Rockville, Maryland-based, clinical-stage biopharmaceutical company MacroGenics, Inc., announced this week that French pharmaceutical company Servier has given notice that it will not exercise its option to regional licensing rights for enoblituzumab (MGA271). In November 2011, MacroGenics entered into an agreement with Servier pertaining to enoblituzumab, its antibody drug for treating solid tumors. Under terms of the deal, MacroGenics retained full development and commercialization rights to enoblituzumab in the United States, Canada, Mexico, Japan, Korea, and India, while Servier paid $20 million upfront with up to $430 million to follow in exchange for European rights to enoblituzumab and to obtain an option to develop and commercialize enoblituzumab in Europe and other countries.
However, Servier was required to exercise this option within 90 days after receipt of a package delivered in July 2015 containing initial monotherapy data. It did not, and the agreement is now expired and MacroGenics retains control of worldwide development and commercialization rights to enoblituzumab. The collaboration with Servier related to development of Dual-Affinity Re-Targeting, or DART, molecules is unaffected by this decision.
MacroGenics, with its corporate focus on discovery and development of innovative monoclonal antibody-based therapeutics for treatment of cancer, autoimmune disorders, and infectious diseases, now controls worldwide rights to all programs within its B7-H3 franchise. A clinical-stage monoclonal antibody targeting B7-H3, and a member of the B7 family of immune regulators, Enoblituzumab is currently being evaluated in patients with a variety of tumor types in three clinical studies, including a monotherapy trial, as well as in combination with either ipilimumab or pembrolizumab.
“Enoblituzumab is the cornerstone of MacroGenics’ B7-H3 franchise, a portfolio of complementary therapeutic product candidates aimed at a promising immune regulatory target,” says Scott Koenig, MD, PhD, President and CEO of MacroGenics, in a release. “As we highlighted at our recent R&D Day, we have significantly expanded our research and development efforts across B7-H3-directed therapies, including the advancement of MGD009, a B7-H3 x CD3 bispecific DART molecule, into the clinic, as well as research efforts around a B7-H3-targeted antibody drug conjugate. Servier’s decision enables us to integrate development and commercial strategies across these assets in the future.”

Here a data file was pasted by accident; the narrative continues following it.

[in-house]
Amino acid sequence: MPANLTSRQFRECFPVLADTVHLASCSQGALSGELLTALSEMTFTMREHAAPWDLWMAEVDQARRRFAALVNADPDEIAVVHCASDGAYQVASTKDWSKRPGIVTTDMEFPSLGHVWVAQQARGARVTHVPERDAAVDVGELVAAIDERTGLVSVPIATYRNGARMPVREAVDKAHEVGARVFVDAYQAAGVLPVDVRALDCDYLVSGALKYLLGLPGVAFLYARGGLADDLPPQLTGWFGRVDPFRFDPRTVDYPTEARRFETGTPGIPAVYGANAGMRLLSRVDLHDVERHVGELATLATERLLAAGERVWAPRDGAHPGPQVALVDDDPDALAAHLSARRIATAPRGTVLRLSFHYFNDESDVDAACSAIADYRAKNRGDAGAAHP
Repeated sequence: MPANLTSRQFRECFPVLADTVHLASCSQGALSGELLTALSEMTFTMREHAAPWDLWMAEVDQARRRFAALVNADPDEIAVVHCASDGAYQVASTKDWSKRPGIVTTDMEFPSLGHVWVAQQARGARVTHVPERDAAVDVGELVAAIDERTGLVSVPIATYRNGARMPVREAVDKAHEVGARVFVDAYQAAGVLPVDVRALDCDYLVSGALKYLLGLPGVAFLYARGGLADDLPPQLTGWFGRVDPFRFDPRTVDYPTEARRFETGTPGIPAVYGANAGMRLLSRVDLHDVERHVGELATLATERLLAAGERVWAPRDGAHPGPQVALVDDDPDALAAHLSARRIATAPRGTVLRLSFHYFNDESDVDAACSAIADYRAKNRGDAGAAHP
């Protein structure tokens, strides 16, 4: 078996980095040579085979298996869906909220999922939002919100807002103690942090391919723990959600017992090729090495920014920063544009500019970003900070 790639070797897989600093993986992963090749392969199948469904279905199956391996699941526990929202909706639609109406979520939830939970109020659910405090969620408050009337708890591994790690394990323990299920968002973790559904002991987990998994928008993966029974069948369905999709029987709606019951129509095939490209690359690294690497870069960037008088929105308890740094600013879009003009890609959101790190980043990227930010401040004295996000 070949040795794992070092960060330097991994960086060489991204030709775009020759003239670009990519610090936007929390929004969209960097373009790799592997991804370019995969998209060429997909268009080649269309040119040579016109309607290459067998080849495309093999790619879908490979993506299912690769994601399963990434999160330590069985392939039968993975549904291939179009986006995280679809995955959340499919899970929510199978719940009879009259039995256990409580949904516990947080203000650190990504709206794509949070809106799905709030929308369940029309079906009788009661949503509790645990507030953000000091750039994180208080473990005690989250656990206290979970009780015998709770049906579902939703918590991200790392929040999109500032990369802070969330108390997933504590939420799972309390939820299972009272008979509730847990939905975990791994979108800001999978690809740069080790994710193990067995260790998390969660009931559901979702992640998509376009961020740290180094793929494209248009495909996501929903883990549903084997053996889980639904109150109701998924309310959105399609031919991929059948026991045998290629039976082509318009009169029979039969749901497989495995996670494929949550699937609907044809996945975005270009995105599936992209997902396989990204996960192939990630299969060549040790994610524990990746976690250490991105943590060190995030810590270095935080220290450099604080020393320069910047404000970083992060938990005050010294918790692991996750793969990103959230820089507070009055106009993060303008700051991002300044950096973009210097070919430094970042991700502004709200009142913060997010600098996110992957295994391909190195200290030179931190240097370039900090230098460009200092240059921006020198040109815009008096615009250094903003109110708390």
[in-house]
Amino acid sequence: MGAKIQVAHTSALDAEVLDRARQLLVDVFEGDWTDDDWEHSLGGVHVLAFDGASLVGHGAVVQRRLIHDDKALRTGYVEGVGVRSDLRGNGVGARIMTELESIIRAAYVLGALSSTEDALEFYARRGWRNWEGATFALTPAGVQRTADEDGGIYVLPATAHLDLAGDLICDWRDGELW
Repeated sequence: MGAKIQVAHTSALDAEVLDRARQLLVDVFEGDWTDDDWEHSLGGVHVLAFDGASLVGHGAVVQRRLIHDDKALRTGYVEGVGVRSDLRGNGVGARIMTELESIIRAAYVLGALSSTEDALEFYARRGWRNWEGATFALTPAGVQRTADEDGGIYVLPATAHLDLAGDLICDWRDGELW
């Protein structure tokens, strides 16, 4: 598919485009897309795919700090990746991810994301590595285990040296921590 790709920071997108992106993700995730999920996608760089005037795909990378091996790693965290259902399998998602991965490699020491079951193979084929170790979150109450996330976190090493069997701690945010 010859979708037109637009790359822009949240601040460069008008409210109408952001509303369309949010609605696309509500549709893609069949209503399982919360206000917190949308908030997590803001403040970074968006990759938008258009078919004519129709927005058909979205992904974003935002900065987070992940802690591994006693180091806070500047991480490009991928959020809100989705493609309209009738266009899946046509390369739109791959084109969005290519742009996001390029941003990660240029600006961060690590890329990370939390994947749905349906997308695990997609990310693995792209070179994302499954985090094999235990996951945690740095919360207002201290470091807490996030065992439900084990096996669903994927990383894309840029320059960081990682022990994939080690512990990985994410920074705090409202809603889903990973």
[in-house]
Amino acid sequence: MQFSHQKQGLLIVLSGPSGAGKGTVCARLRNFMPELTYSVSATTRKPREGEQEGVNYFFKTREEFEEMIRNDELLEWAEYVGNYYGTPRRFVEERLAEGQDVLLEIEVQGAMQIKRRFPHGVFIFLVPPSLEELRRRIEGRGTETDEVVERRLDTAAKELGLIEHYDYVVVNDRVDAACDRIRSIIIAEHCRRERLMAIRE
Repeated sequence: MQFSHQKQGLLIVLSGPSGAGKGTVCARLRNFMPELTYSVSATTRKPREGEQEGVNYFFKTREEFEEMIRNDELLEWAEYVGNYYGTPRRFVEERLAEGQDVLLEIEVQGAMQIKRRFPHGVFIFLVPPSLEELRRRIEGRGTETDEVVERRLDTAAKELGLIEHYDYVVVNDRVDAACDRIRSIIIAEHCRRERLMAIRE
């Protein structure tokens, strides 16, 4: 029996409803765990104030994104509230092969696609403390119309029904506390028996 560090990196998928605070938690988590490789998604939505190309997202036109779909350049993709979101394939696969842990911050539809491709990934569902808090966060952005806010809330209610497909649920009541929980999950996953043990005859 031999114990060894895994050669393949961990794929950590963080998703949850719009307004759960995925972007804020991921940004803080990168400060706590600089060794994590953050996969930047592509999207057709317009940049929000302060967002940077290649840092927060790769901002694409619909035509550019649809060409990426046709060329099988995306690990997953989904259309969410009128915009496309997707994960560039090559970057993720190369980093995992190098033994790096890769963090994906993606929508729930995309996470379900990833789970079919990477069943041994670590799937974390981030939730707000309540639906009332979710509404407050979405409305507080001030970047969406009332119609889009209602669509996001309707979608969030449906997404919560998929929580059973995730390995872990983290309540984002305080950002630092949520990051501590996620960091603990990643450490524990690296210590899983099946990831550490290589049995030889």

In October 2015, MacroGenics provided an overview of initial clinical data from the ongoing monotherapy trial of enoblituzumab, reporting that results to date suggest enoblituzumab is well-tolerated and tumor regression has been observed in heavily treated patients across different tumor types, including prostate and bladder cancer, and that melanoma patients progressed following treatment with one or more checkpoint inhibitor therapies. In addition, evidence of T-cell immunomodulatory function has been observed in patients treated with enoblituzumab. Data from the ongoing monotherapy trial will be presented as a late-breaking abstract session at the 2015 Society for Immunotherapy of Cancer (SITC) Annual Meeting at the Gaylord National Hotel & Convention Center in National Harbor, Maryland, on Nov. 7, 2015.
Last week MacroGenics also announced a collaboration with major global pharmaceutical company Merck (known as MSD outside the United States and Canada) to evaluate a combination of MacroGenics’ anti-HER2 product candidate, margetuximab, and Merck’s anti-PD-1 therapy, KEYTRUDA (pembrolizumab), in a Phase 1b/2 clinical trial in patients with advanced gastric cancer.
The Phase 1b/2 multicenter, open-label clinical trial will be conducted in two parts. The Phase 1b portion is designed to determine the safety and tolerability of margetuximab in combination with KEYTRUDA in patients with advanced gastric cancer, while the Phase 2 portion will evaluate the anti-tumor activity of margetuximab in combination with KEYTRUDA in patients with advanced HER2-positive gastric cancer. Trial startup activities are underway and MacroGenics expects to begin enrolling patients by the first quarter of 2016. The agreement includes a provision where the parties may extend the collaboration to include a potential Phase 3 clinical trial. The agreement is between MacroGenics and Merck, through a subsidiary. Additional details were not disclosed.
Margetuximab is an Fc-optimized monoclonal antibody that targets the human epidermal growth factor receptor 2, or HER2, which is an antigen critical for the growth of many types of tumors, including breast and gastroesophageal cancers. KEYTRUDA is a humanized monoclonal antibody that blocks the interaction between PD-1 and its ligands, PD-L1 and PD-L2.
Gastric cancer, also called stomach cancer, strikes the upper gastrointestinal tract. Most gastric cancers are adenocarcinomas, which develop from cells of the innermost lining (mucosa) of the stomach. Risk factors for gastric cancer include gender, age, ethnicity, geography, and bacterial infection with Helicobacter pylori. More than 70 percent of gastric cancer cases occur in developing countries, with half of all cases occurring in Eastern Asia (predominately China). MacroGenics notes that, worldwide, gastric cancer is the fifth most common type of cancer and the third leading cause of cancer death.